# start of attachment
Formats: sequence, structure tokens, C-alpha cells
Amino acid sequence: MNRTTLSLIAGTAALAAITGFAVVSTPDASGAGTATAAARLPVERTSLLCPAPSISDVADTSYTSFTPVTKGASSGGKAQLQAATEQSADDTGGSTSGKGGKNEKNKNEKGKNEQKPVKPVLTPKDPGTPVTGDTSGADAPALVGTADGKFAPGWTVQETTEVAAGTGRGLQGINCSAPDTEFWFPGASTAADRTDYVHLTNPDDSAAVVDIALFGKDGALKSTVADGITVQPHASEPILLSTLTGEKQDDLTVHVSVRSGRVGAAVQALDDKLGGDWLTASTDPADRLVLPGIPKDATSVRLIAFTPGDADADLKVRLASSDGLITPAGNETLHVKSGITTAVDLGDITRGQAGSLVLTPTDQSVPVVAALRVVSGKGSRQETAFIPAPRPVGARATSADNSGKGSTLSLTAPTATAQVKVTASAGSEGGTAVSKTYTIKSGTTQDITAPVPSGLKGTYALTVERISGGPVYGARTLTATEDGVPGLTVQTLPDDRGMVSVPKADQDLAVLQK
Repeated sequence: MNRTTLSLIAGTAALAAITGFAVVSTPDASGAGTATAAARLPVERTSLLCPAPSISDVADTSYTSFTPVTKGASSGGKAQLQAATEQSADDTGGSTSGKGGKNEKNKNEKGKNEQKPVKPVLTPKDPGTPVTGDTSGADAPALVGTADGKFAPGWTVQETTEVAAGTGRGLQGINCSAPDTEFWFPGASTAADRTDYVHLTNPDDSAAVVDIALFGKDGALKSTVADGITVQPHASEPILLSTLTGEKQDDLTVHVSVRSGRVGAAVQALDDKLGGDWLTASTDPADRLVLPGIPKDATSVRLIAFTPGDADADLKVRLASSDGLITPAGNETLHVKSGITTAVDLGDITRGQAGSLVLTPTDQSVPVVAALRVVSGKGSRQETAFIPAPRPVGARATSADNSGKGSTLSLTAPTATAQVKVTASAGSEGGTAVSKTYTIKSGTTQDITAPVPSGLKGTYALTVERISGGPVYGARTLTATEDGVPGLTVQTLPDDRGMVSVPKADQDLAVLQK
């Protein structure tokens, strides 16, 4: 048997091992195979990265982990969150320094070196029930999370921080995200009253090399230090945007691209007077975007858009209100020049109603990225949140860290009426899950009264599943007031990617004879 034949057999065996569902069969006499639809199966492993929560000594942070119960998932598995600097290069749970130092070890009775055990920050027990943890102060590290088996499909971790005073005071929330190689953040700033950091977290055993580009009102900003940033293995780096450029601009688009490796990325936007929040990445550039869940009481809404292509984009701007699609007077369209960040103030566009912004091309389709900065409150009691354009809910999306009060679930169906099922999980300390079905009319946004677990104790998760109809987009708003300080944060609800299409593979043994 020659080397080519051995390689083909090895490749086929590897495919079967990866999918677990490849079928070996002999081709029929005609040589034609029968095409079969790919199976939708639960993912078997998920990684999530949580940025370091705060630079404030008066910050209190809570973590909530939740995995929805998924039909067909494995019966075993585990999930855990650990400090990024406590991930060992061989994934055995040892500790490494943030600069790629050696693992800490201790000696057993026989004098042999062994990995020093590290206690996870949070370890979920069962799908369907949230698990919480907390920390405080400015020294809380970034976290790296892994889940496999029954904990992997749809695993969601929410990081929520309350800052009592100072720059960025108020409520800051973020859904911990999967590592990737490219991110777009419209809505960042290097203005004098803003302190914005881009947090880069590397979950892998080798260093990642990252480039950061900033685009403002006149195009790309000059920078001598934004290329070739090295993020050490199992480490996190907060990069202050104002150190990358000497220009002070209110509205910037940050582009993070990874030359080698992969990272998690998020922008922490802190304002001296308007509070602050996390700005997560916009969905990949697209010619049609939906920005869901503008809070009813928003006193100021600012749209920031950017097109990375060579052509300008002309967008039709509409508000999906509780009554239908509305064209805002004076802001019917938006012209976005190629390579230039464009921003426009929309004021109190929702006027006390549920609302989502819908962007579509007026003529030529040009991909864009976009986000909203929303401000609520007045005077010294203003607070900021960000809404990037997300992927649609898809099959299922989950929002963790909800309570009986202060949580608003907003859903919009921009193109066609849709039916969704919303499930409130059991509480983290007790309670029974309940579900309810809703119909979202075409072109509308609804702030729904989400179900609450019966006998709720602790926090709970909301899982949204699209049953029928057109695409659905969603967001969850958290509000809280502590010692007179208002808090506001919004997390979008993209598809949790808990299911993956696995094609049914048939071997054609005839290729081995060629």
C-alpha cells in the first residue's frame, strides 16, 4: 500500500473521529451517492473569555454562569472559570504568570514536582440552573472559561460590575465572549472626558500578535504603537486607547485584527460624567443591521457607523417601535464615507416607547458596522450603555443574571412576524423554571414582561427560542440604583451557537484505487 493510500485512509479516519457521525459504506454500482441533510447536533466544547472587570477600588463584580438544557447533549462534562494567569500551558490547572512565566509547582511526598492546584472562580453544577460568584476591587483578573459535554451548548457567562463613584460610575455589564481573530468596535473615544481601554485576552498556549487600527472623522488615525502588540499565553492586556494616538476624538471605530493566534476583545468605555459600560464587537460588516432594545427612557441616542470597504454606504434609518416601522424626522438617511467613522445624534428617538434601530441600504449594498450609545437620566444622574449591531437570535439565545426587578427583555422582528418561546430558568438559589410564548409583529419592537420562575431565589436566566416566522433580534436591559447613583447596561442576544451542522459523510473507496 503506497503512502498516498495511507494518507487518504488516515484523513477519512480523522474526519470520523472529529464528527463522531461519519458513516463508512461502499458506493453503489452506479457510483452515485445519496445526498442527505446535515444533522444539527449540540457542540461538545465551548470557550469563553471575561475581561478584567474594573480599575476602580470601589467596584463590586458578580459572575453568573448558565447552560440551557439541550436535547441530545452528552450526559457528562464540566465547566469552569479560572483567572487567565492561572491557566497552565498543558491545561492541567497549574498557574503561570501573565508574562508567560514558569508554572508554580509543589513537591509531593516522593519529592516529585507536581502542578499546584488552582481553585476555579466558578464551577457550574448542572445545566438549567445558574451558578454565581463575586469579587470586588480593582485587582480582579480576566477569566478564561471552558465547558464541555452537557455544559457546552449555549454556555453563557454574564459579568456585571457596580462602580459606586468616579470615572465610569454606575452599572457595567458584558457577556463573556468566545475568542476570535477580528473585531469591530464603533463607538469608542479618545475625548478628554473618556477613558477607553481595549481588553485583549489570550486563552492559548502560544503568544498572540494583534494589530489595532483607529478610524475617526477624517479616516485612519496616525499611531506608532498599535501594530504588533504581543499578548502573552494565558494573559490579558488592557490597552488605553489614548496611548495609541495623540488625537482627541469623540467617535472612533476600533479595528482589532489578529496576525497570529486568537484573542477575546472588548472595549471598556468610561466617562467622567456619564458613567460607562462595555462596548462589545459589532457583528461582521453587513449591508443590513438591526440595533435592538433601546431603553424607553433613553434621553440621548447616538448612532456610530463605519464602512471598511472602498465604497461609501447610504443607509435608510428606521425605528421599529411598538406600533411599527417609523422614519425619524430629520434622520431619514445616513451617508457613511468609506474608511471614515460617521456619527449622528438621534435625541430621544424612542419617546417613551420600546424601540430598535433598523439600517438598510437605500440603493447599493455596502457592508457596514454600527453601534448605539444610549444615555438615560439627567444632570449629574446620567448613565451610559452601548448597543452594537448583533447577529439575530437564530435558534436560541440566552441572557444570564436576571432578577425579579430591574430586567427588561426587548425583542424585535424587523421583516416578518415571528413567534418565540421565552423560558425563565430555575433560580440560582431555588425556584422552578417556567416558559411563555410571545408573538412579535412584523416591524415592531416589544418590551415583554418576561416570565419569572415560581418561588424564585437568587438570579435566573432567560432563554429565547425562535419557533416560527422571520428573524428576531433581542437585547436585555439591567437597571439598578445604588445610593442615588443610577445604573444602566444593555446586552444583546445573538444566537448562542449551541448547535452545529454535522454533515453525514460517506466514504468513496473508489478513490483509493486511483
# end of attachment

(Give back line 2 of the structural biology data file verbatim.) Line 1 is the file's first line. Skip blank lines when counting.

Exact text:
Amino acid sequence: MNRTTLSLIAGTAALAAITGFAVVSTPDASGAGTATAAARLPVERTSLLCPAPSISDVADTSYTSFTPVTKGASSGGKAQLQAATEQSADDTGGSTSGKGGKNEKNKNEKGKNEQKPVKPVLTPKDPGTPVTGDTSGADAPALVGTADGKFAPGWTVQETTEVAAGTGRGLQGINCSAPDTEFWFPGASTAADRTDYVHLTNPDDSAAVVDIALFGKDGALKSTVADGITVQPHASEPILLSTLTGEKQDDLTVHVSVRSGRVGAAVQALDDKLGGDWLTASTDPADRLVLPGIPKDATSVRLIAFTPGDADADLKVRLASSDGLITPAGNETLHVKSGITTAVDLGDITRGQAGSLVLTPTDQSVPVVAALRVVSGKGSRQETAFIPAPRPVGARATSADNSGKGSTLSLTAPTATAQVKVTASAGSEGGTAVSKTYTIKSGTTQDITAPVPSGLKGTYALTVERISGGPVYGARTLTATEDGVPGLTVQTLPDDRGMVSVPKADQDLAVLQK